What is Scoping?
Scoping (aka gastroscopy) is an important tool for detection of gastric (stomach) ulcers and their location within the stomach. Scoping allows us as horse owners to rule out or identify gastric ulcers as a cause of behavioural or physical signs we are seeing in our horses. It is also used for monitoring the effectiveness of gastric ulcer treatment and/or management changes implemented to reduce the role risk factors play in gastric ulcers.      

Why do we fast our horses before Scoping?
Prior to scoping, most veterinarians will request that horses need to be fasted for no less than 12 hours. Read on to learn more about why this occurs and what we can do to help. 

For Poseidon Equine founder Linda Goldspink-Lord, the lessons learned over the last decade are helping to shape the future of true health for Australian horses.
What is anxiety in dogs? Fear is a normal reaction - a natural part of your dog's fight or flight response. A Phobia is an over-the-top, recurring fearful reaction to a specific person, animal, object or situation. But anxiety is the anticipation of things that have not happened yet. A Common form of anxiety in dogs is
A fairly new concept for many dog owners, but one of the best kept secrets amongst show dogs, dog trainers and canine nutritionists — canine gut health and the importance of having a healthy digestive system is one of the easiest ways to support your dog’s overall health and happiness. You see, just like us humans, poo
From experiencing some of life’s biggest challenges, Poseidon Equine's Founder, Linda Goldspink-Lord has seen her fair share of tragedy and triumph. 
Apart from being a word that strikes fear into the heart of every horse owner, colic is the term used to describe any abdominal pain seen in horses. It is non-specific, meaning that it can be related to the stomach, small intestine, hindgut or be unrelated to the gut altogether – as in the case of bladder stones (uroliths).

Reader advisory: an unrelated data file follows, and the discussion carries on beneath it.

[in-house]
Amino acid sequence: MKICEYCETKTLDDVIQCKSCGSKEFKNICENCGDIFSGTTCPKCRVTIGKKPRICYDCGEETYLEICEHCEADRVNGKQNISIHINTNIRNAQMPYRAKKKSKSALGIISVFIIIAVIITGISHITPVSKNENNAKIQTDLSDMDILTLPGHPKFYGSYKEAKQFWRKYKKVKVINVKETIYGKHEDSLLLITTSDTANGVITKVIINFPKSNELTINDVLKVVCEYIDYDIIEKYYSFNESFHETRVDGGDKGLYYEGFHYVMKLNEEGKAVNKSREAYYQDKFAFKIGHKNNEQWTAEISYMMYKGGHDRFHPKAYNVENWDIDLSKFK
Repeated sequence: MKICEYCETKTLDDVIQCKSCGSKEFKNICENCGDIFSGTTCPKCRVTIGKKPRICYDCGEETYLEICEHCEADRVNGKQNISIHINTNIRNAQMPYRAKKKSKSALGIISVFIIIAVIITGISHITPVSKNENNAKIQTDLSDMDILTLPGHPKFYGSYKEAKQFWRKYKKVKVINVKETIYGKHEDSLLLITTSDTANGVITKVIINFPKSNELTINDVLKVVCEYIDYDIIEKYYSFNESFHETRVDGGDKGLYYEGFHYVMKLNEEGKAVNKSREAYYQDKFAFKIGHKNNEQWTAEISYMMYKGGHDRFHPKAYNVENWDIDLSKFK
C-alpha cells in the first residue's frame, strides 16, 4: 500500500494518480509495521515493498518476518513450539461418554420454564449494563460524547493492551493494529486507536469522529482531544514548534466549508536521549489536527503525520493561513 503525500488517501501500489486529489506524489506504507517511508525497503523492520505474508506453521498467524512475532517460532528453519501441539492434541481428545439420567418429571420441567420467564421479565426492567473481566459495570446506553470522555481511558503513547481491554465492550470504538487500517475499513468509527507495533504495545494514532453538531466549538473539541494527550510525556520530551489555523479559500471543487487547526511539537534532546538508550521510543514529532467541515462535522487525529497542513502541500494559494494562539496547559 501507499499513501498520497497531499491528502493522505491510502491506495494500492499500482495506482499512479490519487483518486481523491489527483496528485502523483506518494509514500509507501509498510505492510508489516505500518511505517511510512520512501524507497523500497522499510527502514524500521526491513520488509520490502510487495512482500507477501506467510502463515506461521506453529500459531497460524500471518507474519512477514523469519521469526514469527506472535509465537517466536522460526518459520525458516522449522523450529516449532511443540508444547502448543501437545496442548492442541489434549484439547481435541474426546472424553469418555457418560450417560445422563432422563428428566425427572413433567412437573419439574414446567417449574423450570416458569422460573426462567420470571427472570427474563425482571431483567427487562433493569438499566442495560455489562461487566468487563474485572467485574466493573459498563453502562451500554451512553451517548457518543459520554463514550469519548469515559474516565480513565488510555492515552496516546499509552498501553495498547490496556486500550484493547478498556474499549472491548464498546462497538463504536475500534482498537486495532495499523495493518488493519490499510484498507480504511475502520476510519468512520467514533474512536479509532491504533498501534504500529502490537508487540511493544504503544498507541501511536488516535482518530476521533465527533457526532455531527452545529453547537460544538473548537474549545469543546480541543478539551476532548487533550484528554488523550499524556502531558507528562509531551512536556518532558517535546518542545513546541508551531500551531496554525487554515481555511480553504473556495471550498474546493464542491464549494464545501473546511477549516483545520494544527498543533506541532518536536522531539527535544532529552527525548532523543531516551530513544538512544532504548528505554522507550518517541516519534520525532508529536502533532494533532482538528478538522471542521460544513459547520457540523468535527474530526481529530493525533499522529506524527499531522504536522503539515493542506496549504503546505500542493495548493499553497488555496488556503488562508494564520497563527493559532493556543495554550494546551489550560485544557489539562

It’s important to work with your vet to try and identify the cause of a colic episode. If necessary, you can then make changes to your horse’s management or diet, to reduce the risk of future episodes.

Most colic cases are gut-related and many diet-related risk factors have been identified.

So what are the common diet-related risk factors for colic in horses?
Does gut health affect your performance horse?
The short answer is, yes. We ask a lot of performance horses. As a result of regular, high-intensity exercise, travel, how they’re housed, and what they’re often fed, performance horses can be at much greater risk of poor gut health and its associated problems. These include: gastric ulcers, colic, diarrhoea, poor performance, and behavioural problems. (And though they’re not strictly performance problems, poor gut health can also cause weak hooves and a dull coat).

Realistically, if you compete with or race your horse, you probably can’t avoid all the factors which negatively impact their gut health – such as travel or high-intensity exercise. But in this article, we’ll focus on what you can control – such as diet, turnout time and providing gut support. By working on what you can control, we can help minimise the impact of performance on your horse’s gut health, so they can look, perform, and behave at their very best.